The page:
The next day the largest Academic Senate meeting in anyone's memory voted overwhelmingly for no restrictions on the content of speech or advocacy. When the faculty left the hall, students cried, cheered, and applauded.


Symbolically, the FSM had won, but the struggle was not over; only the Regents could set policy. When they met on December 18, they voted to support the First and Fourteenth Amendments to the U.S. Constitution, but insisted on law and order. The faculty felt the spirit of their resolution had been met, but the FSM did not. When the new campus administration wrote detailed regulations, content of advocacy was ignored in favor of stringent time, place and manner rules. Scuffling over the rules and how they were applied continued for some time.

In the Spring, Art Goldberg and eight others (but only three students) were arrested for displaying and saying the word "fuck" at the Bancroft plaza. The incident was precipitated by a young man just arrived from New York who was arrested for holding up a piece of paper with that word on it while on campus. There were three rather small support rallies, but apart from these few arrests, little action from either students or faculty. However, some Regents were outraged and told President Kerr to expel the students. Instead, he and the new acting Chancellor offered their resignations. These were withdrawn at an acrimonious Regents' meeting three days later, but the press had a field day. The student newspaper editorialized that "there is absolutely no need for a Filthy Speech Movement." That phrase was copied all over the country. The FSM, which had voted to stay out of this conflict, was permanently stuck with the label.

The nine were convicted in municipal court and sentenced without incident. The FSM only objected when the campus administration appointed a disciplinary committee, which the FSM charged was double jeopardy. Lacking support from students or faculty, only verbal protests were made when that committee recommended that Art Goldberg be expelled and three other students (two of whom had also been arrested) be suspended. However, the "fuck" incident convinced the Regents, the Legislature, and the public at large that the Berkeley students were irresponsible and needed more discipline, not more freedom.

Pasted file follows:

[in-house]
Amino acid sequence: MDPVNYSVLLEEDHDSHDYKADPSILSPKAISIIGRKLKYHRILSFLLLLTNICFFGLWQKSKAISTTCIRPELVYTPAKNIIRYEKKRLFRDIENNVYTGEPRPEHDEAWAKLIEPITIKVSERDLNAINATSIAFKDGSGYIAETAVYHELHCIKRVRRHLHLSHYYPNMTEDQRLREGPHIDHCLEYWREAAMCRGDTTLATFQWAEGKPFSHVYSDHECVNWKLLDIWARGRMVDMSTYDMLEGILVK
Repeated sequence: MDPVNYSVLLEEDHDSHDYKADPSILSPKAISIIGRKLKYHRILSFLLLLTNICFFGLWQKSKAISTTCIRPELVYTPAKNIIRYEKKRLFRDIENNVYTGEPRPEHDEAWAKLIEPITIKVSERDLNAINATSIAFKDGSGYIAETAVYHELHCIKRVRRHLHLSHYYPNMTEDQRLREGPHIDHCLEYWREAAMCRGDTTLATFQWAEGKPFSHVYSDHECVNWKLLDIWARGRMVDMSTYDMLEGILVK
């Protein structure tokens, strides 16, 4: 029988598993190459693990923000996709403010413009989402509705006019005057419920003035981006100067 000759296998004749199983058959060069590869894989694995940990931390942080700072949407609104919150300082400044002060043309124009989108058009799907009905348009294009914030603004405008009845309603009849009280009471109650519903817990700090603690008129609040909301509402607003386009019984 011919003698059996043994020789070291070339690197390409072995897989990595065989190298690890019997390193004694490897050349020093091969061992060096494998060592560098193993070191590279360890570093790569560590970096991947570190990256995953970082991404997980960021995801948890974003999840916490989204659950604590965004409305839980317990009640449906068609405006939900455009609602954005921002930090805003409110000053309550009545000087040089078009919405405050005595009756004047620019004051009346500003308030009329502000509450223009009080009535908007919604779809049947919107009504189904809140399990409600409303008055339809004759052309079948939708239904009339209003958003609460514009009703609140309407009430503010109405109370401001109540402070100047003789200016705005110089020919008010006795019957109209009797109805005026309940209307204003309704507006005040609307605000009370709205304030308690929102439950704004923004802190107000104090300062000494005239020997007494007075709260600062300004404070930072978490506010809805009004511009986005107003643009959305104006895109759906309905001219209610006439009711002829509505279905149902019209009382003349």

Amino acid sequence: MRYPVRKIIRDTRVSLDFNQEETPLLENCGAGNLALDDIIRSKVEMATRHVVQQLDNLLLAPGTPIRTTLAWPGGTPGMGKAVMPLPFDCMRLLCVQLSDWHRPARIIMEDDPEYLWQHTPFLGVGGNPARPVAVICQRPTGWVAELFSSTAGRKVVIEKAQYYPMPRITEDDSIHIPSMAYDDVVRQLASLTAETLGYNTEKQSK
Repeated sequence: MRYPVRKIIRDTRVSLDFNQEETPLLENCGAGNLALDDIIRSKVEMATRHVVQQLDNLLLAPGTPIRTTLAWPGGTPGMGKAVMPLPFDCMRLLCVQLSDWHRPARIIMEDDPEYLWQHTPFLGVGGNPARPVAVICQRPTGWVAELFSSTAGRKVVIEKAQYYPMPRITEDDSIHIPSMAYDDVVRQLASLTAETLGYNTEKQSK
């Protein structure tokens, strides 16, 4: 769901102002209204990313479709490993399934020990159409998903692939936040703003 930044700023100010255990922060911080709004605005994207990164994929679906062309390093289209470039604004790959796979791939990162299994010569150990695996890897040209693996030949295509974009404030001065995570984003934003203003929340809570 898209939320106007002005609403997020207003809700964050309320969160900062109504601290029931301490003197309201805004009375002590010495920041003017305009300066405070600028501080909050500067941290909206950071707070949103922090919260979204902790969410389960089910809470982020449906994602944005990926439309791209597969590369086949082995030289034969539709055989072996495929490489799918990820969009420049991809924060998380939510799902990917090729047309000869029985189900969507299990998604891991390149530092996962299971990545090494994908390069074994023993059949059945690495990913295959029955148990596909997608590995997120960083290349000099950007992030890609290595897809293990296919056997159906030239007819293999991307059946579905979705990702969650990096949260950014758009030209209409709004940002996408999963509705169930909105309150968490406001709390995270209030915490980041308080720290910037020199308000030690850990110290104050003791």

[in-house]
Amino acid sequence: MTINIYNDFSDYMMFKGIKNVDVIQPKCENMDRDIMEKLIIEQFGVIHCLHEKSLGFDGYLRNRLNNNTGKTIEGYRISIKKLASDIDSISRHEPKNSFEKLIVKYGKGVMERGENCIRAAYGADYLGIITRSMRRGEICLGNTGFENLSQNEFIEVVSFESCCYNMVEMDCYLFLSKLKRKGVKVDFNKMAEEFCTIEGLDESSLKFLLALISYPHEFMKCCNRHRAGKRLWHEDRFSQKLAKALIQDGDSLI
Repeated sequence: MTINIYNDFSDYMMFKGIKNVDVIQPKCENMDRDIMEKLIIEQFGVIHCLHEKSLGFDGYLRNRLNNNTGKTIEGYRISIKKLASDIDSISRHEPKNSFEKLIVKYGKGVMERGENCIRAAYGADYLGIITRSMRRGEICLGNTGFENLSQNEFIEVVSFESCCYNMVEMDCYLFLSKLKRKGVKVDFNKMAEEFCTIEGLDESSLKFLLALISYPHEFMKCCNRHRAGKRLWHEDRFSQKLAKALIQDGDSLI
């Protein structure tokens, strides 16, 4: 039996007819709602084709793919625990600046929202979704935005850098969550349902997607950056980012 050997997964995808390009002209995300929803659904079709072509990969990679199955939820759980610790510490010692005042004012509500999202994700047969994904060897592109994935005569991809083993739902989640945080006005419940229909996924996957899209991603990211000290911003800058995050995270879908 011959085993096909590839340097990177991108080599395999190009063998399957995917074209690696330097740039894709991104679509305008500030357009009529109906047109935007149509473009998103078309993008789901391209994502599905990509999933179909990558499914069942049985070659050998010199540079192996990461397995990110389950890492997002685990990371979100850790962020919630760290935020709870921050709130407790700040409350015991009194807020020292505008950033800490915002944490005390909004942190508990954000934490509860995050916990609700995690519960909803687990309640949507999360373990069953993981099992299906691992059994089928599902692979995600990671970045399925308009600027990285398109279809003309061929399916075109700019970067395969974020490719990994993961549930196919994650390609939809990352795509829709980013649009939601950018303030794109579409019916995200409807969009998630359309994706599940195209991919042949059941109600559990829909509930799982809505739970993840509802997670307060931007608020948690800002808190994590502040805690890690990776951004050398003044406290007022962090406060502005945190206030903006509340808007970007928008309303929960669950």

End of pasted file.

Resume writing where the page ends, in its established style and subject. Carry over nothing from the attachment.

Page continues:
The "800" were tried in the Spring before a judge and convicted on two of three counts. Most got probation and fines; FSM leaders were sentenced to 30 to 120 days. After two years the final appeal was denied and the "800" paid their fines and served their time. The FSM dissolved. Its place was taken by new campus groups, especially the Vietnam Day Committee, which organized one of the first campus teach-ins in May of 1965. Protest against the war largely replaced civil rights demonstrations, though some new issues also emerged.

The FSM was the beginning of what came to be called the "six-year war" on the Berkeley campus. While student groups could now meet, set up tables, distribute literature, raise money, and pretty much say what they pleased at rallies and demonstrations on campus, skirmishes continued over time, place and manner rules, as well as what non-students, including drop-outs and alumni, could do on the campus proper.

Three decades later, a multimillion dollar grant from an alumnus paid for a student cafeteria which memorialized the FSM and for putting the FSM archives on line. The steps of the administration building were officially named the "Mario Savio" steps, and an adjacent campus was called the Clark Kerr campus of the University of California.

Published in the Encyclopedia of American Social Movements (4 vols) edited by Immanuel Ness, Armonk, NY: M.E. Sharpe, 2004, pp. 1178-1182.